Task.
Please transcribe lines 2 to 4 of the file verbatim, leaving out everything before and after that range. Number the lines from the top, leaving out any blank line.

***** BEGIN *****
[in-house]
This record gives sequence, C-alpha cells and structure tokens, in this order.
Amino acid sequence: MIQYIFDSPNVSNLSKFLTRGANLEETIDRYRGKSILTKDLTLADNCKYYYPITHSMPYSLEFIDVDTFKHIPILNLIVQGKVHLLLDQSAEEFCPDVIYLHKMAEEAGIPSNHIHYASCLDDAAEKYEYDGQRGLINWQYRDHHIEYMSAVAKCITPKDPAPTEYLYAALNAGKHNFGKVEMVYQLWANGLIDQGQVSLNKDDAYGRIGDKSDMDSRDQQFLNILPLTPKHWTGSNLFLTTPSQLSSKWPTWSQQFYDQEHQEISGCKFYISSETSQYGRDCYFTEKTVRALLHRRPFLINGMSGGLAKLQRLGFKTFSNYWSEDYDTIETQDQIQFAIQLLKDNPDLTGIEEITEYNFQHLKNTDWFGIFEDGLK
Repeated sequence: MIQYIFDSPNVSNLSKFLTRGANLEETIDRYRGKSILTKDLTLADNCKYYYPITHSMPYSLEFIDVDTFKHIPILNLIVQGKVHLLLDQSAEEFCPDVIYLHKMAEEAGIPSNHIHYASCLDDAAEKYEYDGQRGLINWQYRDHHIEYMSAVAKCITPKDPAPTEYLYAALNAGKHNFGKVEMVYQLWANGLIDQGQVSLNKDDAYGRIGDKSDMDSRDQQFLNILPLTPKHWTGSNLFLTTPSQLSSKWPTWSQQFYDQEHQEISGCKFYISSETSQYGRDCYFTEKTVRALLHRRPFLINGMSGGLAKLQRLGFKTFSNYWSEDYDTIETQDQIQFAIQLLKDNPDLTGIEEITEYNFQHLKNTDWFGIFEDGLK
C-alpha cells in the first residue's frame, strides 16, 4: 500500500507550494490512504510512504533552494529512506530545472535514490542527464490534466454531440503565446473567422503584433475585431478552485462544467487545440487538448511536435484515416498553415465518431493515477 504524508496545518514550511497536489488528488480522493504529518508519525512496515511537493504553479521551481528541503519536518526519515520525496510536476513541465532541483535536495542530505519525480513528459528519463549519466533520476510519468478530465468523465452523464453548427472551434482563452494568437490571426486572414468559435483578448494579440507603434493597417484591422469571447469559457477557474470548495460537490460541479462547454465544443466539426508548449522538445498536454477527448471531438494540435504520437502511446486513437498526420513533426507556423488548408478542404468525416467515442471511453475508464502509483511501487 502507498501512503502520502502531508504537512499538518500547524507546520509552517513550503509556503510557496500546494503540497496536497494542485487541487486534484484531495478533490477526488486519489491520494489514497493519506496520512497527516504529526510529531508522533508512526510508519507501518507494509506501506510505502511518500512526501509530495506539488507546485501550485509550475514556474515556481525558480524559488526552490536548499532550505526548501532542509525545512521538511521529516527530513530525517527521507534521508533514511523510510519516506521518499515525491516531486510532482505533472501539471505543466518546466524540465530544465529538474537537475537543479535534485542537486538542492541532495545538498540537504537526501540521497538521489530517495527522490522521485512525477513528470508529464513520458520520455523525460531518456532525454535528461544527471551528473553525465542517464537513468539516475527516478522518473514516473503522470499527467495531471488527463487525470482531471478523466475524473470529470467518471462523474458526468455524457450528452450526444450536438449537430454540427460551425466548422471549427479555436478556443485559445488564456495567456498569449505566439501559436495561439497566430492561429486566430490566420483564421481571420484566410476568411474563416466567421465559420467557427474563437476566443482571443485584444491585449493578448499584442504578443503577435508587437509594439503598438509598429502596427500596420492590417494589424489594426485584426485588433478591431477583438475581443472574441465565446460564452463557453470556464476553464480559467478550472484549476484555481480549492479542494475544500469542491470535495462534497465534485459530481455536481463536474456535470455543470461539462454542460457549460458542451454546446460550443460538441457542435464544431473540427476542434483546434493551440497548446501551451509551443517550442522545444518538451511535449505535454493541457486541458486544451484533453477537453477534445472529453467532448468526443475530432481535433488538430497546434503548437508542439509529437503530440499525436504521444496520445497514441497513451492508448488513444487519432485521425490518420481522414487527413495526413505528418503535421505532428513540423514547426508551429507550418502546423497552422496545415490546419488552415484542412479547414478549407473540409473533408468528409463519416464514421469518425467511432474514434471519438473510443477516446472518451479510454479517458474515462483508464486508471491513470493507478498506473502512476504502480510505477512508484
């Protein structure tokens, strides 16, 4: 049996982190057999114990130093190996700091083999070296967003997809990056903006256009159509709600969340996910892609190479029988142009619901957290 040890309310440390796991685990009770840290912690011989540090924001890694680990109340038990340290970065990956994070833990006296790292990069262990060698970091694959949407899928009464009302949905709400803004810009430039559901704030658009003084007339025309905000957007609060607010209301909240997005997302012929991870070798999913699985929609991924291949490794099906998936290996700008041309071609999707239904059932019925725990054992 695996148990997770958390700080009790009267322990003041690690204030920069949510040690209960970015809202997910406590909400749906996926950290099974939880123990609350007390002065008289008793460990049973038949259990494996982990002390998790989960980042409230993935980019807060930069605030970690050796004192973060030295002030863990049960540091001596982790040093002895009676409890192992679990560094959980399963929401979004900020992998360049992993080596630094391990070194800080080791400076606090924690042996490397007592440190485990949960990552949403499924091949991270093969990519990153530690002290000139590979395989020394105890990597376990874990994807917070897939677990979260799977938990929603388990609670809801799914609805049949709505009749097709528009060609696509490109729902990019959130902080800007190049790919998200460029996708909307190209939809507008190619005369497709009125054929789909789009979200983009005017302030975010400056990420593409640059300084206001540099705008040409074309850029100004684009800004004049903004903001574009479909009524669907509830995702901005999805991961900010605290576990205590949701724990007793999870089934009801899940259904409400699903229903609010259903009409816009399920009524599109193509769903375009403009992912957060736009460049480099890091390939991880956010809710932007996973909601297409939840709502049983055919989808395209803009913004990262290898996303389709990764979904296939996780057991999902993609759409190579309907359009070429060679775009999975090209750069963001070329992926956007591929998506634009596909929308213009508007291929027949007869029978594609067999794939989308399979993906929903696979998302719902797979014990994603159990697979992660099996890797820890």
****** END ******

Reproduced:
This record gives sequence, C-alpha cells and structure tokens, in this order.
Amino acid sequence: MIQYIFDSPNVSNLSKFLTRGANLEETIDRYRGKSILTKDLTLADNCKYYYPITHSMPYSLEFIDVDTFKHIPILNLIVQGKVHLLLDQSAEEFCPDVIYLHKMAEEAGIPSNHIHYASCLDDAAEKYEYDGQRGLINWQYRDHHIEYMSAVAKCITPKDPAPTEYLYAALNAGKHNFGKVEMVYQLWANGLIDQGQVSLNKDDAYGRIGDKSDMDSRDQQFLNILPLTPKHWTGSNLFLTTPSQLSSKWPTWSQQFYDQEHQEISGCKFYISSETSQYGRDCYFTEKTVRALLHRRPFLINGMSGGLAKLQRLGFKTFSNYWSEDYDTIETQDQIQFAIQLLKDNPDLTGIEEITEYNFQHLKNTDWFGIFEDGLK
Repeated sequence: MIQYIFDSPNVSNLSKFLTRGANLEETIDRYRGKSILTKDLTLADNCKYYYPITHSMPYSLEFIDVDTFKHIPILNLIVQGKVHLLLDQSAEEFCPDVIYLHKMAEEAGIPSNHIHYASCLDDAAEKYEYDGQRGLINWQYRDHHIEYMSAVAKCITPKDPAPTEYLYAALNAGKHNFGKVEMVYQLWANGLIDQGQVSLNKDDAYGRIGDKSDMDSRDQQFLNILPLTPKHWTGSNLFLTTPSQLSSKWPTWSQQFYDQEHQEISGCKFYISSETSQYGRDCYFTEKTVRALLHRRPFLINGMSGGLAKLQRLGFKTFSNYWSEDYDTIETQDQIQFAIQLLKDNPDLTGIEEITEYNFQHLKNTDWFGIFEDGLK